TV's Biggest Turkeys of 2010
by Kim Potts, posted Nov 25th 2010 2:00PM
Here's hoping your Thanksgiving table includes the juiciest, most tender turkey you've ever tasted (or, for you meat-adverse celebrants, the most jiggly Tofurkey you've ever tasted).
And here's hoping you enjoy that turkey more than these TV turkeys, 2010's most glaring examples of boob tubing gone wrong.
Ellen as 'American Idol' Judge
No one's really at fault ... Ellen DeGeneres is among the most likable celebs in Hollywood, she's a big 'American Idol' fan and hiring her to fill the 'AI' judge seat vacated by Paula Abdul seemed like a good, or at least potentially good, idea. But there's one other thing about Ellen 'AI' producers, and presumably Ellen herself, forgot to consider: She's also nice. Too nice, it turned out, to give negative feedback, or even constructive criticism, when either were necessary, which made her an ineffective, awkward, and worst of all, boring 'Idol' judge last season.
J.Lo and Steven Tyler as New 'AI' Judges
Yeah, yeah, apparently we're not supposed to refer to her as "J.Lo" anymore ... whatevs. It actually isn't the fact that Jennifer Lopez (there!) and Aerosmith frontman Tyler have failed as judges ... we don't know that yet. It was the terrible handling of their hiring; producers allowed rumors to swirl, with more than a dozen names -- Chris Isaak is the new 'AI' judge! No, it's Justin Timberlake! No, it's Katy Perry! No, it's Rick Springfield! No, it's Lady Gaga! No, it's Madonna! Etc. -- bandied about as potential judges. The constant speculation gave time for fans to a) discuss and dismiss pretty much every potential judge as not being a worthy Simon replacement (which, let's admit, is pretty much true), and b) make the whole new-judges issue so tiresome (especially on the heels of yet another lackluster 'AI' season) that, to paraphrase Phil Collins -- yet another rumored judge contender -- we just don't care anymore.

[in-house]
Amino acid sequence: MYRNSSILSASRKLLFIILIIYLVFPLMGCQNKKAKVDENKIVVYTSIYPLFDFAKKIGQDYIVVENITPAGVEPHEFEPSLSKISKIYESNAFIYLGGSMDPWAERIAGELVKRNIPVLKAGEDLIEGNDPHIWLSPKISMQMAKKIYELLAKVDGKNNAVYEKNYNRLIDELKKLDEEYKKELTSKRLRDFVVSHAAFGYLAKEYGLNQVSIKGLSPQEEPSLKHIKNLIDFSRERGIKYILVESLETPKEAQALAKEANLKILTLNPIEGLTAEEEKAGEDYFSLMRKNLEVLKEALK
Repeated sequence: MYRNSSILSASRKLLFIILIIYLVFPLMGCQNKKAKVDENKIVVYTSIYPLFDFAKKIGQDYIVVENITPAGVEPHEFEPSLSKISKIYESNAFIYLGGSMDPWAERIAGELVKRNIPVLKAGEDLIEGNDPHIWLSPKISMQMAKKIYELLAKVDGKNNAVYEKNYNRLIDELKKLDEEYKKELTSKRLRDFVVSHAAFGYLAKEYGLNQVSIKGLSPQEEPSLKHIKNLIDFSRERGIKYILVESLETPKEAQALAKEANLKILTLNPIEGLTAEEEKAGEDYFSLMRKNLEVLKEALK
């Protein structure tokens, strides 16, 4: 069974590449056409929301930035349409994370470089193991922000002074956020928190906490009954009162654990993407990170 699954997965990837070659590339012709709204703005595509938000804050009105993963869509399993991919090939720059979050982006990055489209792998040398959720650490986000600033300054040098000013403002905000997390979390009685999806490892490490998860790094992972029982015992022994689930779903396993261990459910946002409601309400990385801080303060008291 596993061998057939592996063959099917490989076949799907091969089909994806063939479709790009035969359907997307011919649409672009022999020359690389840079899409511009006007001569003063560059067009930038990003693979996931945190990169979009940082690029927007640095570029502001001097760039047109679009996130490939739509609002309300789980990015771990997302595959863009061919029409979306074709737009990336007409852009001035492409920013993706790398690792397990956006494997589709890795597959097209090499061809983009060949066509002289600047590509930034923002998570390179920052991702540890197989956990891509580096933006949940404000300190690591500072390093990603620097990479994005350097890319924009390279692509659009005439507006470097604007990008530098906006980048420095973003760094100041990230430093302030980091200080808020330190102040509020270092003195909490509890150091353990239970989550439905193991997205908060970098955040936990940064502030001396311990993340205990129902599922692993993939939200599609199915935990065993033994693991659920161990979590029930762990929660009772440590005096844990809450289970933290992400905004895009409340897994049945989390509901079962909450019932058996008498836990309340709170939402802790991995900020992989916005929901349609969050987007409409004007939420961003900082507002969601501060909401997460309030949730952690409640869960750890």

NBC Cancels 'Law & Order' ...
... when the show had just one season left to break the record for the most seasons airing in primetime. 'Gunsmoke' ran for 20 season (though for more episodes), which is the same number as 'L&O' when NBC canceled it last May. The show has spun off four U.S. series -- three of which are currently on the air with new episodes -- and, between its revolving casts, New York City locales, "ripped from the headlines" plots and that iconic scene change noise, has earned a spot in TV and pop culture history. Yet, the network still couldn't give "The Mother Ship" series one more season to break the record.
'Boardwalk Empire' Arrives! ... Meh
HBO, drama about organized crime in Atlantic City, Martin Scorsese directing the pilot, gobs of cash to make the production look like Prohibition era Atlantic City, Steve Freakin' Buscemi as the lead ... how could it lose? And yet, while it definitely isn't a loser -- it was renewed for a second season well ahead of its Dec. 5 season one finale -- 'Boardwalk Empire' just hasn't proven itself to be must-see TV. Acting's good, sets are good, Buscemi's good, but there have been weeks where we've DVR-ed an episode and not made time to watch it before the next one aired. Just, you know, meh.
Like 'Boardwalk Empire,' and so many of the shows that debuted this fall, 'Outsourced' isn't terrible. On the other hand, in a comedy block the includes 'Community' and '30 Rock' -- two of the best, sharpest comedies on the air -- and an admittedly less great version of the once-great 'The Office,' 'Outsourced' sparks the "Which of these things is not like the other?" question about NBC's Thursday night line-up. And it's only going to stand out even more once 'Parks and Recreation' -- which experienced the complete opposite of a sophomore slump during its second season -- returns to for its third season on Thursday nights in January.